** Seleucus I Nicator ** ancient legionary SILVER Greek ring! 11,48g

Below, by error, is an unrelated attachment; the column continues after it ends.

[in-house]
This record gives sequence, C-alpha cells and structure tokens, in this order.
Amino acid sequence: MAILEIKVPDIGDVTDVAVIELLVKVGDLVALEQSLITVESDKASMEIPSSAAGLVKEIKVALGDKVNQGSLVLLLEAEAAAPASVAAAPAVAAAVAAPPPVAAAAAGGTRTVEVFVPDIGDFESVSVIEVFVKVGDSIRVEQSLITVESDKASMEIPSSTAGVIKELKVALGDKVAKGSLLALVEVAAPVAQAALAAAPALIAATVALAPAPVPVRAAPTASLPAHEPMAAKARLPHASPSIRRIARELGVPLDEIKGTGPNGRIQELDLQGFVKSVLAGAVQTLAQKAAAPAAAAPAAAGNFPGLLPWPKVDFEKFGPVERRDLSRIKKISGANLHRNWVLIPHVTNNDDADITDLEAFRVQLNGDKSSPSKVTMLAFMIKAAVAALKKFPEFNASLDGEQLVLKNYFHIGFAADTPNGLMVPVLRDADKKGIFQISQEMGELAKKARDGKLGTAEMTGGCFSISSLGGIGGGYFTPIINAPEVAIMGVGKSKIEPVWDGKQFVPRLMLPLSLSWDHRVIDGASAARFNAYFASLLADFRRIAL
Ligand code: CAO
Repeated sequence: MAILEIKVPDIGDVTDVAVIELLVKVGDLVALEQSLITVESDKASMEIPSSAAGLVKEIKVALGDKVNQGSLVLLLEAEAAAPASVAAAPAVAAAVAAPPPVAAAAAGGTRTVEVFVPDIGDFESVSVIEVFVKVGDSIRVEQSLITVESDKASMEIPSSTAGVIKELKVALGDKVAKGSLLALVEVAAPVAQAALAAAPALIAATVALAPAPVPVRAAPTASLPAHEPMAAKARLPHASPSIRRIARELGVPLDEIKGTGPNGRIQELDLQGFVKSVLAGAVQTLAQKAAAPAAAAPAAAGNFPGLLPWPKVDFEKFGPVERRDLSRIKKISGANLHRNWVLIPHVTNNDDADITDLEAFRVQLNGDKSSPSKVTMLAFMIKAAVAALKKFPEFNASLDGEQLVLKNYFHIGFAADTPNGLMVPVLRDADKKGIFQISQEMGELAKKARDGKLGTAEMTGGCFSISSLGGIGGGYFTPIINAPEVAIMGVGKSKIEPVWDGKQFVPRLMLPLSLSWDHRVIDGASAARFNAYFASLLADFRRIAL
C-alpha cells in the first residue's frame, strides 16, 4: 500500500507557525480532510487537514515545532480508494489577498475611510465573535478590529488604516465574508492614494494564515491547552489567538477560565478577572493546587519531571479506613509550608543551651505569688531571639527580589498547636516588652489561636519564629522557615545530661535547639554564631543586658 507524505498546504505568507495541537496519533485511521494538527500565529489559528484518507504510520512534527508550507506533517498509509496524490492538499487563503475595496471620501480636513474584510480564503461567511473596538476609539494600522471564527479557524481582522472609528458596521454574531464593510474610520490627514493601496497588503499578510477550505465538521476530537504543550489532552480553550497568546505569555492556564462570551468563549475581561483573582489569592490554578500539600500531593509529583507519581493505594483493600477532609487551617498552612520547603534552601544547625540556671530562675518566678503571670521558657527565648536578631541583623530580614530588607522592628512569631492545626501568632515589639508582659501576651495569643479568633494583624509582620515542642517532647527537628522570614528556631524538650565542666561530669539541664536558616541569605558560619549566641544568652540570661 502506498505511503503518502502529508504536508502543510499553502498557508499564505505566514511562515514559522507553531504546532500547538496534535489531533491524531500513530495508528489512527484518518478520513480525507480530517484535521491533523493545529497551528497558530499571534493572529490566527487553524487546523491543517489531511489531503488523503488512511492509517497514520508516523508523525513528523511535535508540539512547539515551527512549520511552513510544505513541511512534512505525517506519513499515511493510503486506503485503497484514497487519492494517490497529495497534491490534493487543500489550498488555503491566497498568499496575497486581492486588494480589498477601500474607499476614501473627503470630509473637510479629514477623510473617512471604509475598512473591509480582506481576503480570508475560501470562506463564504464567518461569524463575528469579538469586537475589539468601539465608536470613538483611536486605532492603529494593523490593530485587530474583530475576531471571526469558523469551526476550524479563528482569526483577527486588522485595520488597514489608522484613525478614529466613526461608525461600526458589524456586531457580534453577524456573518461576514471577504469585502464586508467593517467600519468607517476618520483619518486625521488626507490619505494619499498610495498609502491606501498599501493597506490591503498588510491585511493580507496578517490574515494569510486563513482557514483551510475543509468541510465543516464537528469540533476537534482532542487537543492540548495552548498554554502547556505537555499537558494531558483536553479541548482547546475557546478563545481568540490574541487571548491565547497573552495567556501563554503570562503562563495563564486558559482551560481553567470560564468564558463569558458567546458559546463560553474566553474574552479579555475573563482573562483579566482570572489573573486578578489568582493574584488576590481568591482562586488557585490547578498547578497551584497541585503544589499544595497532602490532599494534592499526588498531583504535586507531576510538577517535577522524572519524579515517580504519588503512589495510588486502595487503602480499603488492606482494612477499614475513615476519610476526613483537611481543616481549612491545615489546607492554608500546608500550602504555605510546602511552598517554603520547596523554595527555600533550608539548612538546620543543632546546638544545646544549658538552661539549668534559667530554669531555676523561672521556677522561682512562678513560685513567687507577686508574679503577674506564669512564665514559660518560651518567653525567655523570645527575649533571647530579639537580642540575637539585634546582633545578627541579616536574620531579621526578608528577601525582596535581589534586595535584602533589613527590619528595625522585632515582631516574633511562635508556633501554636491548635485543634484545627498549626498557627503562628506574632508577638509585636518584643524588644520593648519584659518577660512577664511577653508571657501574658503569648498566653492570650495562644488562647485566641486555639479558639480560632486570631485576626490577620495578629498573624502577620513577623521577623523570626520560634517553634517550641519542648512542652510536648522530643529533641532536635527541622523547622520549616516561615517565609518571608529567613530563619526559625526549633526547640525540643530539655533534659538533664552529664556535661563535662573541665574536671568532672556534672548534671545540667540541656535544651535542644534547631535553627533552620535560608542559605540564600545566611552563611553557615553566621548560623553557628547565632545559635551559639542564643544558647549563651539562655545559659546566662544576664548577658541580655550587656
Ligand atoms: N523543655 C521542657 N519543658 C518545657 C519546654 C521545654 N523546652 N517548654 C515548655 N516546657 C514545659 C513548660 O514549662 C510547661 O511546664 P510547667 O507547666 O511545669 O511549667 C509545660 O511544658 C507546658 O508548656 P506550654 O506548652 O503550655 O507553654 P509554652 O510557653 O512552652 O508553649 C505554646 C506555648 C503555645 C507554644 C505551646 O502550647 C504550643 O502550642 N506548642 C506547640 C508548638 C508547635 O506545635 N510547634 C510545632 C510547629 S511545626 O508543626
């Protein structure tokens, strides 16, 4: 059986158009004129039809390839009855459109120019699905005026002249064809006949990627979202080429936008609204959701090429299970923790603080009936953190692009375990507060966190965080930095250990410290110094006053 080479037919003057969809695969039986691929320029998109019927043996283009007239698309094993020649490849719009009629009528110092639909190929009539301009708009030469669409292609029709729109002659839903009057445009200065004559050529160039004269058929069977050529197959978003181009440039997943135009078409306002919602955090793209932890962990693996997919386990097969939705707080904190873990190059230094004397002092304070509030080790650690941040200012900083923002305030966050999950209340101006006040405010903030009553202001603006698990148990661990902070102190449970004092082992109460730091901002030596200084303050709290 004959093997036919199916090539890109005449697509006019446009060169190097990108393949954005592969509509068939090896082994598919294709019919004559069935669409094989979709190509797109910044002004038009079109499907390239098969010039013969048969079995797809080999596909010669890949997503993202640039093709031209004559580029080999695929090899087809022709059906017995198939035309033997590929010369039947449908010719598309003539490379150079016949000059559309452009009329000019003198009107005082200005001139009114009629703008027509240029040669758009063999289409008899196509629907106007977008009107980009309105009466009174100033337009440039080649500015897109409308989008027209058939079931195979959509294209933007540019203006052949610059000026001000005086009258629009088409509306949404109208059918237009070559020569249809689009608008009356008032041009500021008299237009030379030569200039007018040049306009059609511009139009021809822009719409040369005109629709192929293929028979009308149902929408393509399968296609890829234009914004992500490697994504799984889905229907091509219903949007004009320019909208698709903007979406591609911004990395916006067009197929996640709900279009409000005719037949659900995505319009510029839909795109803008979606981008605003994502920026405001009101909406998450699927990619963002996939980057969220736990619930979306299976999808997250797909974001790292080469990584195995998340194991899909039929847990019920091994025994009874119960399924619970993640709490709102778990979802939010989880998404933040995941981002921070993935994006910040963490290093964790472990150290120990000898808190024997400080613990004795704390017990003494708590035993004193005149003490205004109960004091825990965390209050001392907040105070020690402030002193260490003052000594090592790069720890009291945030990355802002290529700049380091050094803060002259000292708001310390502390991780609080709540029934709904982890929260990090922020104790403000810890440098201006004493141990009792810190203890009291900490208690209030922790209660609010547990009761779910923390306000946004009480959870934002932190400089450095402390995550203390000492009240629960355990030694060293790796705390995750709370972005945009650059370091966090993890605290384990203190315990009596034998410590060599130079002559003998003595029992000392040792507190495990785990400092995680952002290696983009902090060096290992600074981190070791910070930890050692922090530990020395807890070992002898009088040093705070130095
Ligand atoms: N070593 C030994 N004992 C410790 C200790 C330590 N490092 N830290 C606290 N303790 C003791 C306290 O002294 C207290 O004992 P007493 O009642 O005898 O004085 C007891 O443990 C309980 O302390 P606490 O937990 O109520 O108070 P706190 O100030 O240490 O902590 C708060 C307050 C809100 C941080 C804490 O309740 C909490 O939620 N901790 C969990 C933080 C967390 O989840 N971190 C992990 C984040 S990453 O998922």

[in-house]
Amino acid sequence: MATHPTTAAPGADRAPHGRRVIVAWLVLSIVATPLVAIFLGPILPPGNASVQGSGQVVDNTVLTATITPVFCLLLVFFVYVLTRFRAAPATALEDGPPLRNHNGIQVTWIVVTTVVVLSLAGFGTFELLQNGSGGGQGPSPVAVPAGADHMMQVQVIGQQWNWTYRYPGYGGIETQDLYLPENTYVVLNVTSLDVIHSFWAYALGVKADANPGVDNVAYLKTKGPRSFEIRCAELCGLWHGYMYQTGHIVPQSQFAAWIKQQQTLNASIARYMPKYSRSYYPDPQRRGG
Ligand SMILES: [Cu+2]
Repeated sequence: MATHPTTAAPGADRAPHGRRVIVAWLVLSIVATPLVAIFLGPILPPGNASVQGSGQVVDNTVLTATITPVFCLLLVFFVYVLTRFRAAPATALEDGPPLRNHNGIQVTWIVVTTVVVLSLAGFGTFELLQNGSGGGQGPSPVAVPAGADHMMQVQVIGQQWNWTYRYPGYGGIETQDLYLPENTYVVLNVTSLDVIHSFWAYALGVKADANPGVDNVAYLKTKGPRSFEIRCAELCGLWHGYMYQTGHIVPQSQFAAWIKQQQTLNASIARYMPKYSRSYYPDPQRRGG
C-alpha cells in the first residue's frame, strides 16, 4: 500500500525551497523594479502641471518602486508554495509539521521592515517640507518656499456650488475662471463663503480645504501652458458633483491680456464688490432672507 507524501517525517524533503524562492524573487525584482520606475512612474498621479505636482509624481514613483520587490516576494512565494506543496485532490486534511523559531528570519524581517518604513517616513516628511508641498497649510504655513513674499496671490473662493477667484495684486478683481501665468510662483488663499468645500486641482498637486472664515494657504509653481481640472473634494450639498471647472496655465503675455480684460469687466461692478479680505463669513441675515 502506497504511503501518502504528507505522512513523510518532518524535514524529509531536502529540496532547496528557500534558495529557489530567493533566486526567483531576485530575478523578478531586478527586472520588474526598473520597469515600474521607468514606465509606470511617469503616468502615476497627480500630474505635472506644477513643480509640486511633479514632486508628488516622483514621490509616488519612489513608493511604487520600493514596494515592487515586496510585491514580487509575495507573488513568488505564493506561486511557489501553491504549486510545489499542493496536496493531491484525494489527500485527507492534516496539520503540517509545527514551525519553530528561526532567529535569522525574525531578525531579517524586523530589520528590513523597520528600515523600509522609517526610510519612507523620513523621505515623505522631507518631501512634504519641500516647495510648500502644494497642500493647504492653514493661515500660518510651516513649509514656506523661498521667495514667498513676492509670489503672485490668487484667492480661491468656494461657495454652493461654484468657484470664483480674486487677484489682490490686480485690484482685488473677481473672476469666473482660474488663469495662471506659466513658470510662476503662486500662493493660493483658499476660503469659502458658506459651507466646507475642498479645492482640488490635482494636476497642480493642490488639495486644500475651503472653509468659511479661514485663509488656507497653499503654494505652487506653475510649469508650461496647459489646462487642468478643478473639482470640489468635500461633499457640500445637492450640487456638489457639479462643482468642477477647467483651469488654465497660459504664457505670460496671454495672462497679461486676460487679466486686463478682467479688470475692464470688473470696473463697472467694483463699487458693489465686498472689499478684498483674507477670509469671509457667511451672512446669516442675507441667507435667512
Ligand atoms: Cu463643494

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Seller: Top-Rated Seller ancient-lord (1,105) 100%, Location: Serbia, Ships to: Worldwide, Item: 124034482397 ** Seleucus I Nicator ** R A R E Greek- IV-III century BC P E R F E C T ANCIENT SILVER RING Seleucus I Nicator c. 358 BC – September 281 BC; Ancient Greek: Σέλευκος Νικάτωρ, romanized: Séleukos Nikátōr, lit. 'Seleucus the Victor') was one of the Diadochi (the rival generals, relatives, and friends of Alexander the Great who fought for control over his empire after his death). Having previously served as an infantry general under Alexander the Great, he eventually assumed the title of basileus and established the Seleucid Empire over the bulk of the territory which Alexander had conquered in Asia. After the death of Alexander in June 323 BC, Seleucus initially supported Perdiccas, the regent of Alexander's empire, and was appointed Commander of the Companions and chiliarch at the Partition of Babylon in 323 BC. However, after the outbreak of the Wars of the Diadochi in 322, Perdiccas' military failures against Ptolemy in Egypt led to the mutiny of his troops in Pelusium. Perdiccas was betrayed and assassinated in a conspiracy by Seleucus, Peithon and Antigenes in Pelusium sometime in either 321 or 320 BC. At the Partition of Triparadisus in 321 BC, Seleucus was appointed Satrap of Babylon under the new regent Antipater. But almost immediately, the wars between the Diadochi resumed and Antigonus[C] forced Seleucus to flee Babylon. Seleucus was only able to return to Babylon in 312 BC with the support of Ptolemy. From 312 BC, Seleucus ruthlessly expanded his dominions and eventually conquered the Persian and Median lands. Seleucus ruled not only Babylonia, but the entire enormous eastern part of Alexander's empire. Seleucus' wars took him as far as India, where, after two years of war (305–303 BC), he made peace with the Maurya Empire by marrying his daughter to king Chandragupta, whereupon he was rewarded a considerable force of 500 war elephants, which would play a decisive role against Antigonus at the Battle of Ipsus in 301 BC and against Lysimachus[D] at the Battle of Corupedium in 281 BC. Seleucus' victories against Antigonus and Lysimachus left the Seleucid dynasty virtually unopposed in Asia and in Anatolia. However, Seleucus also hoped to take control of Lysimachus' European territories, primarily Thrace and Macedon itself. But upon arriving in Thrace in 281 BC, Seleucus was assassinated by Ptolemy Ceraunus,[2] who had taken refuge at the Seleucid court with his sister Lysandra. The assassination of Seleucus destroyed Seleucid prospects in Thrace and Macedon, and paved the way for Ptolemy Ceraunus to absorb much of Lysimachus' former power in Macedon. Seleucus was succeeded by his son Antiochus I as ruler of the Seleucid empire. Seleucus founded a number of new cities during his reign, including Antioch (300 BC) and in particular Seleucia on the Tigris (c. 305 BC), the new capital of the Seleucid Empire, a foundation that eventually depopulated Babylon. Head of Seleukos,wearing laurel wreathed Attic helmet decorated with spiral pattern on crest and eagle wings on cheek-guard,tied under chin . Ring is in EXCELLENT condition,made of SILVER, IV-III century BC . EXCELLENT !!!! Weight: 11,48 g inner diameter:18-21 mm number:21-61 US:9 1/2 Condition: P E R F E C T !!! IV-III - century BC !!!, Material: silver, Featured Refinements: Ancient Roman Ring

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